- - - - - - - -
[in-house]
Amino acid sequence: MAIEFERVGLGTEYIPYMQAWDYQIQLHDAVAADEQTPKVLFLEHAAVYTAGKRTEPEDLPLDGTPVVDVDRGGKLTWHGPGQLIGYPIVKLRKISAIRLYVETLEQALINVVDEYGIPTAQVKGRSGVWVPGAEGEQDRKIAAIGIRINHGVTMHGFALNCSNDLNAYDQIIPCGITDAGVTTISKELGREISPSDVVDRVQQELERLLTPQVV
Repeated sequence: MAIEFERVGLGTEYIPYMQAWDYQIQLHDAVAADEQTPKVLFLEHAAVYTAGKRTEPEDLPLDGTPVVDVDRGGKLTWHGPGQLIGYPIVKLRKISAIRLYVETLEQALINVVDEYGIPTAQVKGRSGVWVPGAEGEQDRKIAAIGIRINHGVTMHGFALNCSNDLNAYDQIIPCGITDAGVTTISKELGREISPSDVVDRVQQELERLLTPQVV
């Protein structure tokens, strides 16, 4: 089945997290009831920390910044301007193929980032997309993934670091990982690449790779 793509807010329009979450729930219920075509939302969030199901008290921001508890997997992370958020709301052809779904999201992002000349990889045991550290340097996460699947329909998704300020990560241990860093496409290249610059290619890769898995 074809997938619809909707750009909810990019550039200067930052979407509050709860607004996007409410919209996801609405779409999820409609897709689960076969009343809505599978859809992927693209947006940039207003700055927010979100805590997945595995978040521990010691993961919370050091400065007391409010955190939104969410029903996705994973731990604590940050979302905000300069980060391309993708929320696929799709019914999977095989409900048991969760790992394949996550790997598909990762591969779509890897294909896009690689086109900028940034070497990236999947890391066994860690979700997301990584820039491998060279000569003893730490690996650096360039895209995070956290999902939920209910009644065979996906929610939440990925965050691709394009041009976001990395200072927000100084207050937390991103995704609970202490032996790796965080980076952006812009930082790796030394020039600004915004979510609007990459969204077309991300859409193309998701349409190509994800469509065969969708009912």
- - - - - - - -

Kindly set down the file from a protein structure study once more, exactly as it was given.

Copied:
[in-house]
Amino acid sequence: MAIEFERVGLGTEYIPYMQAWDYQIQLHDAVAADEQTPKVLFLEHAAVYTAGKRTEPEDLPLDGTPVVDVDRGGKLTWHGPGQLIGYPIVKLRKISAIRLYVETLEQALINVVDEYGIPTAQVKGRSGVWVPGAEGEQDRKIAAIGIRINHGVTMHGFALNCSNDLNAYDQIIPCGITDAGVTTISKELGREISPSDVVDRVQQELERLLTPQVV
Repeated sequence: MAIEFERVGLGTEYIPYMQAWDYQIQLHDAVAADEQTPKVLFLEHAAVYTAGKRTEPEDLPLDGTPVVDVDRGGKLTWHGPGQLIGYPIVKLRKISAIRLYVETLEQALINVVDEYGIPTAQVKGRSGVWVPGAEGEQDRKIAAIGIRINHGVTMHGFALNCSNDLNAYDQIIPCGITDAGVTTISKELGREISPSDVVDRVQQELERLLTPQVV
């Protein structure tokens, strides 16, 4: 089945997290009831920390910044301007193929980032997309993934670091990982690449790779 793509807010329009979450729930219920075509939302969030199901008290921001508890997997992370958020709301052809779904999201992002000349990889045991550290340097996460699947329909998704300020990560241990860093496409290249610059290619890769898995 074809997938619809909707750009909810990019550039200067930052979407509050709860607004996007409410919209996801609405779409999820409609897709689960076969009343809505599978859809992927693209947006940039207003700055927010979100805590997945595995978040521990010691993961919370050091400065007391409010955190939104969410029903996705994973731990604590940050979302905000300069980060391309993708929320696929799709019914999977095989409900048991969760790992394949996550790997598909990762591969779509890897294909896009690689086109900028940034070497990236999947890391066994860690979700997301990584820039491998060279000569003893730490690996650096360039895209995070956290999902939920209910009644065979996906929610939440990925965050691709394009041009976001990395200072927000100084207050937390991103995704609970202490032996790796965080980076952006812009930082790796030394020039600004915004979510609007990459969204077309991300859409193309998701349409190509994800469509065969969708009912």